Supporting Vulnerable Passengers

Disability can take many forms.

Different types of disability and their characteristics include:

  • Sensory – e.g. vision impairment and hearing impairment.
  • Physical – e.g. cerebral palsy (movement and posture are affected), paraplegia (paralysis of both lower limbs) and quadriplegia (both arms and both legs are affected by paralysis).
  • Neurological impairment or acquired brain injury or any combination thereof, which may lead to developmental delay and learning disability, and communication difficulties – e.g. autism spectrum disorder.
  • An intellectual disability – e.g. Down Syndrome (some level of intellectual disability and characteristic facial and/or physical features).
  • Medical conditions that result in total or partial loss of body function – e.g. multiple sclerosis, circulatory diseases and respiratory diseases.

Passengers who use a mobility aid must be given priority service. You should always stop to pick up passengers with limited mobility as close as possible to where they are situated. This also applies to dropping passengers at their destination.

However, you must obey the road rules and all parking restrictions, even if the passenger asks you to stop illegally, such as in a no stopping zone.

Passengers with wheelchairs

You must accept a fare for a person using a collapsible (folding) wheelchair if the chair can be safely stowed in your vehicle. Conventional taxis can often carry a folding wheelchair in the boot.  Always ask permission before you move or touch the passenger’s wheelchair. (For those passengers with another type of wheelchair or a scooter, a booked wheelchair accessible taxi must be used.)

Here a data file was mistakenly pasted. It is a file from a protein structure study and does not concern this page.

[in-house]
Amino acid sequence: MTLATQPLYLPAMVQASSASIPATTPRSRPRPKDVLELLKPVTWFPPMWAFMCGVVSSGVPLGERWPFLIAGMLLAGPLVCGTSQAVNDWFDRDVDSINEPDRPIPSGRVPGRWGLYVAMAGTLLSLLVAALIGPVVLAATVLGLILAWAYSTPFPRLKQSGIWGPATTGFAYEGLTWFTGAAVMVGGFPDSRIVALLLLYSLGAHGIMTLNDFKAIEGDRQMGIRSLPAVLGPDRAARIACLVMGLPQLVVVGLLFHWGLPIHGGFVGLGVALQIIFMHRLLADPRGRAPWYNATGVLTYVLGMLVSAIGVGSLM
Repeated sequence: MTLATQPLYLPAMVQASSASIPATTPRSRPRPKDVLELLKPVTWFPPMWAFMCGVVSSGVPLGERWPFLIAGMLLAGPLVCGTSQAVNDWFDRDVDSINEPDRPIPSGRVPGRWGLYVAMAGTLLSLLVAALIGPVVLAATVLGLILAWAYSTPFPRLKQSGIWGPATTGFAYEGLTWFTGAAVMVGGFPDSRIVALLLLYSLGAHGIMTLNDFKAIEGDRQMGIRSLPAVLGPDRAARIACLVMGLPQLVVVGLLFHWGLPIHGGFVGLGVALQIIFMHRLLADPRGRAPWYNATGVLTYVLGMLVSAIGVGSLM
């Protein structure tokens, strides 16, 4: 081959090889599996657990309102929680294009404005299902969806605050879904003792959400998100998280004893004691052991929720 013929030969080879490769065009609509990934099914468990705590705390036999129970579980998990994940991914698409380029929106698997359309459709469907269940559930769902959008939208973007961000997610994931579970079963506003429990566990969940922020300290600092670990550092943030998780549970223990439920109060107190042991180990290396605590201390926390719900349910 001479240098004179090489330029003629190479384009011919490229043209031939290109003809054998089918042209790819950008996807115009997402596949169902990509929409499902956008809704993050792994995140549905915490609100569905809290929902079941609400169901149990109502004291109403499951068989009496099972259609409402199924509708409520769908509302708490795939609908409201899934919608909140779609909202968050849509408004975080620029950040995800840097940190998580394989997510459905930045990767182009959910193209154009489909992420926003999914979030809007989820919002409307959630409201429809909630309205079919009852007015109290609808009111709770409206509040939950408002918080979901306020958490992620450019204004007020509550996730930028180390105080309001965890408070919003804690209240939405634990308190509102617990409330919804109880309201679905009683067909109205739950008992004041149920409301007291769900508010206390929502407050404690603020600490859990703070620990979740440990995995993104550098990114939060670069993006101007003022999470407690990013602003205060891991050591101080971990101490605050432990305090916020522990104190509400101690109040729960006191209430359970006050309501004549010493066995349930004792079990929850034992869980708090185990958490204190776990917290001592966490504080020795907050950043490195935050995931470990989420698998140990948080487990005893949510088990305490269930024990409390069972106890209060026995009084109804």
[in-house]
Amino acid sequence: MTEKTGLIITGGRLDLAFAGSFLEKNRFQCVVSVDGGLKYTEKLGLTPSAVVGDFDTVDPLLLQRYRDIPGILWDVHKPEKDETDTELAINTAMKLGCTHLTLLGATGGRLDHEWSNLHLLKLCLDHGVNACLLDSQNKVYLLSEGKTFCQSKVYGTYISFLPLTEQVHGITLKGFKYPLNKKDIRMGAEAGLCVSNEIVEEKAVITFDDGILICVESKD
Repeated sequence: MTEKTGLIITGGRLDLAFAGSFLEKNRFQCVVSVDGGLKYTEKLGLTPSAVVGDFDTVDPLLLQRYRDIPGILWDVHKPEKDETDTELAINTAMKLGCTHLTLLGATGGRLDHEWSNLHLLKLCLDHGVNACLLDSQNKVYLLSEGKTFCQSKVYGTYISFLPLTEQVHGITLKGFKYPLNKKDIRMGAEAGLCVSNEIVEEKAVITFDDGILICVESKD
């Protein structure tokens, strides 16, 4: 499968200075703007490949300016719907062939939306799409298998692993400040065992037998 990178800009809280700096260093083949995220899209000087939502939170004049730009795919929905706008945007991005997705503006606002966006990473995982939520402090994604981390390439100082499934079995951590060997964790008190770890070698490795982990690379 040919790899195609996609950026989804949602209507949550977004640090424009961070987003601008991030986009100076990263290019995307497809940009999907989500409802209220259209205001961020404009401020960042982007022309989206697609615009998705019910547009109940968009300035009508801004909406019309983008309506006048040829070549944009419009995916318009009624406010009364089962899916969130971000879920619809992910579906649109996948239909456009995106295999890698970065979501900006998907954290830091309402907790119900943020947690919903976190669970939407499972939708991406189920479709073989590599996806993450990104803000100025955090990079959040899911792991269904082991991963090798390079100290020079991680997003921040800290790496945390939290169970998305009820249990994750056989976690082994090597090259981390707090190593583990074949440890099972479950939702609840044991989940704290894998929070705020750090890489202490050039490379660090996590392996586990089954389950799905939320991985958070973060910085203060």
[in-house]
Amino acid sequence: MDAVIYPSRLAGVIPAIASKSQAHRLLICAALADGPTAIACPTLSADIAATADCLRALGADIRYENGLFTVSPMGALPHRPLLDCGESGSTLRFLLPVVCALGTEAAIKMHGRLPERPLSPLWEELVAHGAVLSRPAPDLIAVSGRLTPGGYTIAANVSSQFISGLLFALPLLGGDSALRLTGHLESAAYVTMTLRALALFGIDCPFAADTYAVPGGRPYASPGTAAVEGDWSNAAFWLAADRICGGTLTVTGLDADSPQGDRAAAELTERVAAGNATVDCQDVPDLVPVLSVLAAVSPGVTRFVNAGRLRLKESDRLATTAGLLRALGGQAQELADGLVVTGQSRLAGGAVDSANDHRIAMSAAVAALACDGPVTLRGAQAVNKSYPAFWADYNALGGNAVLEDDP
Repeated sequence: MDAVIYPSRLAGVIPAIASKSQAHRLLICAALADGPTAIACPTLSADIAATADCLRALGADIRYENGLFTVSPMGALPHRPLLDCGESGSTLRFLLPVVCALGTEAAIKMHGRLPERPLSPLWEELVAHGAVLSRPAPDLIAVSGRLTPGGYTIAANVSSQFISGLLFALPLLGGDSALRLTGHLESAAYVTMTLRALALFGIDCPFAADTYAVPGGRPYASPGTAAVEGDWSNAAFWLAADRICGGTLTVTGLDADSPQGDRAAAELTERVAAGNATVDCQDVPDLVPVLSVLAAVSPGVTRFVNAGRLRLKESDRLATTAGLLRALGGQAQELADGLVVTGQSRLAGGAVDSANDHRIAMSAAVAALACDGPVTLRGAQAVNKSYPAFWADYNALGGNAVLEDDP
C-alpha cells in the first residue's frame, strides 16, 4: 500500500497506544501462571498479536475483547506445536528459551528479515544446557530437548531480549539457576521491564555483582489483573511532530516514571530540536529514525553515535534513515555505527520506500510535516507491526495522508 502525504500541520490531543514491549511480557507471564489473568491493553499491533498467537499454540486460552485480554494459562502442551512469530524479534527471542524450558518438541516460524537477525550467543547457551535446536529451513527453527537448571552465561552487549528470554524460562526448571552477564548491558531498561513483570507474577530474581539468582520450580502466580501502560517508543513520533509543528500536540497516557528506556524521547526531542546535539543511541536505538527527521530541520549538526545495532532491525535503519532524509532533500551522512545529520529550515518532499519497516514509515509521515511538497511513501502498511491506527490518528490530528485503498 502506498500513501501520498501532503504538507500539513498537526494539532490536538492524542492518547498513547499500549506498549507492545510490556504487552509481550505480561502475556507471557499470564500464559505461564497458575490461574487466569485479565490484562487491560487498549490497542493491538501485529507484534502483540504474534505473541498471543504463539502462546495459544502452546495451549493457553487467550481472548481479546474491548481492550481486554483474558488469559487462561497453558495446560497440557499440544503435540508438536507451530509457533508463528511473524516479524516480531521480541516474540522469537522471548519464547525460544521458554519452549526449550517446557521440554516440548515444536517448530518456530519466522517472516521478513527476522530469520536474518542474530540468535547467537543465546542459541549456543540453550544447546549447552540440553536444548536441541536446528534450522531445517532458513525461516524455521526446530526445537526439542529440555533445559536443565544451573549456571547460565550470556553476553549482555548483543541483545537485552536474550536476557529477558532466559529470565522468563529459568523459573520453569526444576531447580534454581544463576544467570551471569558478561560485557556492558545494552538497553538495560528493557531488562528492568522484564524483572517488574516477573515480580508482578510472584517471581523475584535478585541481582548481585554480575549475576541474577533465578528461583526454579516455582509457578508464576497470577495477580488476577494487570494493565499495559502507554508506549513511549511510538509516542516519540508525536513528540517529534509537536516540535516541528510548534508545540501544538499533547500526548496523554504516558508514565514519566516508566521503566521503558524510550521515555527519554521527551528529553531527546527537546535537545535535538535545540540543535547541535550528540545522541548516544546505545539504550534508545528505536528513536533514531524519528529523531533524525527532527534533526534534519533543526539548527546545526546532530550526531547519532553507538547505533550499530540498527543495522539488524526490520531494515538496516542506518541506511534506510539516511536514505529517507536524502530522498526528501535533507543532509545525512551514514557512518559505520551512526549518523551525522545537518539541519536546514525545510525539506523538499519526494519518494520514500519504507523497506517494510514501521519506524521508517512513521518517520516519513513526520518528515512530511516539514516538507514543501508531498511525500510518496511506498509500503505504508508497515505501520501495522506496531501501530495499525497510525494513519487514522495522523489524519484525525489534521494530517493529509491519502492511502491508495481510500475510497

Passengers with assistance animals

Laws state that you must take a passenger with an assistance animal, such as a guide dog for someone who is visually or hearing impaired, in the passenger area of the taxi. If you are driving a station wagon taxi you cannot insist the animal travel in the caged area at the rear. For more information about transporting assistance animals

Laws state that you must accept a passenger who is accompanied by an animal trained to give assistance to a person in relation to a disability and that these animals must be carried in the passenger area of the taxi. These animals include the traditional seeing-eye dog as well as hearing dogs and even dogs trained to detect when someone is about to have an epileptic seizure and can range from German Shepherds to Chihuahua’s. If you are driving a station wagon taxi you cannot insist the animal travel in the caged area at the rear.

When driving people with disability make sure you:

  • do not move, touch or lean on a passenger’s wheelchair, unless you have permission
  • offer to assist the passenger in loading and unloading any mobility aids
  • attract the attention of a passenger with a hearing impairment before speaking, so they know you are talking to them
  • maximise the comfort for a passenger with a disability or a medical condition, such as an injury, by taking the smoothest route and avoiding road obstacles and hazards, if they ask you to.